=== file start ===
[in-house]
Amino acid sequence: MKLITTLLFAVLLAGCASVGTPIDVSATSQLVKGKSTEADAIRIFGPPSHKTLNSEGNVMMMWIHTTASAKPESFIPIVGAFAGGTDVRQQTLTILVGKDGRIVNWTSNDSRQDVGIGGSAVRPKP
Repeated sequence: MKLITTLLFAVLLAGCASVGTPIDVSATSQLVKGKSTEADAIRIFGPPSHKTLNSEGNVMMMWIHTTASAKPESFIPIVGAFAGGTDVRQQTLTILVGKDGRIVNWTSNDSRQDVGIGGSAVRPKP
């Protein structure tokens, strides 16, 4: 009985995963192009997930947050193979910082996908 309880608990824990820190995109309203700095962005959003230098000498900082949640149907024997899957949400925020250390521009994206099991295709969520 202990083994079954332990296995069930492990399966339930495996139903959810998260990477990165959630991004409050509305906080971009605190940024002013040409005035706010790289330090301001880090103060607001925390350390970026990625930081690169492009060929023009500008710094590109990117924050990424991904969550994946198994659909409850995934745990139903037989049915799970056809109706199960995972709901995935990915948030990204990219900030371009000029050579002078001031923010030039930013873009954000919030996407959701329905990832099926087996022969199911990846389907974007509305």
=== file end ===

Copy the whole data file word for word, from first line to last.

[in-house]
Amino acid sequence: MKLITTLLFAVLLAGCASVGTPIDVSATSQLVKGKSTEADAIRIFGPPSHKTLNSEGNVMMMWIHTTASAKPESFIPIVGAFAGGTDVRQQTLTILVGKDGRIVNWTSNDSRQDVGIGGSAVRPKP
Repeated sequence: MKLITTLLFAVLLAGCASVGTPIDVSATSQLVKGKSTEADAIRIFGPPSHKTLNSEGNVMMMWIHTTASAKPESFIPIVGAFAGGTDVRQQTLTILVGKDGRIVNWTSNDSRQDVGIGGSAVRPKP
């Protein structure tokens, strides 16, 4: 009985995963192009997930947050193979910082996908 309880608990824990820190995109309203700095962005959003230098000498900082949640149907024997899957949400925020250390521009994206099991295709969520 202990083994079954332990296995069930492990399966339930495996139903959810998260990477990165959630991004409050509305906080971009605190940024002013040409005035706010790289330090301001880090103060607001925390350390970026990625930081690169492009060929023009500008710094590109990117924050990424991904969550994946198994659909409850995934745990139903037989049915799970056809109706199960995972709901995935990915948030990204990219900030371009000029050579002078001031923010030039930013873009954000919030996407959701329905990832099926087996022969199911990846389907974007509305």